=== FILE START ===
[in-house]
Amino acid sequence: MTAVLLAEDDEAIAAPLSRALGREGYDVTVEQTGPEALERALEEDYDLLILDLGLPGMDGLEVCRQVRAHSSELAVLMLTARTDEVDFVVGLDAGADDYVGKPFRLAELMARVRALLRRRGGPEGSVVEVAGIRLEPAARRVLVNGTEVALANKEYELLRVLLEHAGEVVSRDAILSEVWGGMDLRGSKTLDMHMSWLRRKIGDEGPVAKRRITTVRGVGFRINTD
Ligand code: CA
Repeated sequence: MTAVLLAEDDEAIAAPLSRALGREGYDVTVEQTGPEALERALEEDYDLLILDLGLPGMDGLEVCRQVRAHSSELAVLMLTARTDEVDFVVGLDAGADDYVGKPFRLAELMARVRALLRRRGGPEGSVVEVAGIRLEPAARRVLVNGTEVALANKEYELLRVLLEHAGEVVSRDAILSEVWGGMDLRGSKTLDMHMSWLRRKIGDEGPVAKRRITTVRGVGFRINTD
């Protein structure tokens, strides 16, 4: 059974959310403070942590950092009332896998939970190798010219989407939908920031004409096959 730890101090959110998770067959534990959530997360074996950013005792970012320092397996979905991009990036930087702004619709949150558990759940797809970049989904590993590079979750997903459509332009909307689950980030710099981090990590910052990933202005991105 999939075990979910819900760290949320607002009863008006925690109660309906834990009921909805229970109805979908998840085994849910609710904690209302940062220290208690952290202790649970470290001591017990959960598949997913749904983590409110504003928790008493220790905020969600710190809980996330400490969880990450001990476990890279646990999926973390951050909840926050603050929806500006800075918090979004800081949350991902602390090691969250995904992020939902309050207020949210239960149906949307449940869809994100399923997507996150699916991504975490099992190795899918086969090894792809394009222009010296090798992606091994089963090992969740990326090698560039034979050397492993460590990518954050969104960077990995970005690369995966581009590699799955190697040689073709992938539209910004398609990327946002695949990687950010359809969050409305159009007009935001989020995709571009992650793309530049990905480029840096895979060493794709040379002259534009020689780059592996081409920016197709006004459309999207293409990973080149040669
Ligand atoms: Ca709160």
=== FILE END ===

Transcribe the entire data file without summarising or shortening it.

[in-house]
Amino acid sequence: MTAVLLAEDDEAIAAPLSRALGREGYDVTVEQTGPEALERALEEDYDLLILDLGLPGMDGLEVCRQVRAHSSELAVLMLTARTDEVDFVVGLDAGADDYVGKPFRLAELMARVRALLRRRGGPEGSVVEVAGIRLEPAARRVLVNGTEVALANKEYELLRVLLEHAGEVVSRDAILSEVWGGMDLRGSKTLDMHMSWLRRKIGDEGPVAKRRITTVRGVGFRINTD
Ligand code: CA
Repeated sequence: MTAVLLAEDDEAIAAPLSRALGREGYDVTVEQTGPEALERALEEDYDLLILDLGLPGMDGLEVCRQVRAHSSELAVLMLTARTDEVDFVVGLDAGADDYVGKPFRLAELMARVRALLRRRGGPEGSVVEVAGIRLEPAARRVLVNGTEVALANKEYELLRVLLEHAGEVVSRDAILSEVWGGMDLRGSKTLDMHMSWLRRKIGDEGPVAKRRITTVRGVGFRINTD
């Protein structure tokens, strides 16, 4: 059974959310403070942590950092009332896998939970190798010219989407939908920031004409096959 730890101090959110998770067959534990959530997360074996950013005792970012320092397996979905991009990036930087702004619709949150558990759940797809970049989904590993590079979750997903459509332009909307689950980030710099981090990590910052990933202005991105 999939075990979910819900760290949320607002009863008006925690109660309906834990009921909805229970109805979908998840085994849910609710904690209302940062220290208690952290202790649970470290001591017990959960598949997913749904983590409110504003928790008493220790905020969600710190809980996330400490969880990450001990476990890279646990999926973390951050909840926050603050929806500006800075918090979004800081949350991902602390090691969250995904992020939902309050207020949210239960149906949307449940869809994100399923997507996150699916991504975490099992190795899918086969090894792809394009222009010296090798992606091994089963090992969740990326090698560039034979050397492993460590990518954050969104960077990995970005690369995966581009590699799955190697040689073709992938539209910004398609990327946002695949990687950010359809969050409305159009007009935001989020995709571009992650793309530049990905480029840096895979060493794709040379002259534009020689780059592996081409920016197709006004459309999207293409990973080149040669
Ligand atoms: Ca709160």